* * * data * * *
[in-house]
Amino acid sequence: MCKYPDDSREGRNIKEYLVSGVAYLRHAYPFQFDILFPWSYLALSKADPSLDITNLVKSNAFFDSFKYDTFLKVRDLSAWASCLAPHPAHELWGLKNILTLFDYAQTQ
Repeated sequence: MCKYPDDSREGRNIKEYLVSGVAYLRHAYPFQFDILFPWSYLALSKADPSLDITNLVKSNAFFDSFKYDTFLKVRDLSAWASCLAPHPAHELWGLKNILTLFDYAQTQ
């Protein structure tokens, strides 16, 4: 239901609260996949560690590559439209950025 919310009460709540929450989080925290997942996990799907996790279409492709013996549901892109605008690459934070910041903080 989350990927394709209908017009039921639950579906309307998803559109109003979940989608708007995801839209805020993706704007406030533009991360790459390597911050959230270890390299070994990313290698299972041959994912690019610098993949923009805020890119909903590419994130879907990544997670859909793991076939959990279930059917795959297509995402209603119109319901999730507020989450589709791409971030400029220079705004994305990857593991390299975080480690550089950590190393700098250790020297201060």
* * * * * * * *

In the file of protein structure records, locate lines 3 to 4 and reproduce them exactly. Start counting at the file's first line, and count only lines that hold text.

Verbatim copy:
Repeated sequence: MCKYPDDSREGRNIKEYLVSGVAYLRHAYPFQFDILFPWSYLALSKADPSLDITNLVKSNAFFDSFKYDTFLKVRDLSAWASCLAPHPAHELWGLKNILTLFDYAQTQ
């Protein structure tokens, strides 16, 4: 239901609260996949560690590559439209950025 919310009460709540929450989080925290997942996990799907996790279409492709013996549901892109605008690459934070910041903080 989350990927394709209908017009039921639950579906309307998803559109109003979940989608708007995801839209805020993706704007406030533009991360790459390597911050959230270890390299070994990313290698299972041959994912690019610098993949923009805020890119909903590419994130879907990544997670859909793991076939959990279930059917795959297509995402209603119109319901999730507020989450589709791409971030400029220079705004994305990857593991390299975080480690550089950590190393700098250790020297201060």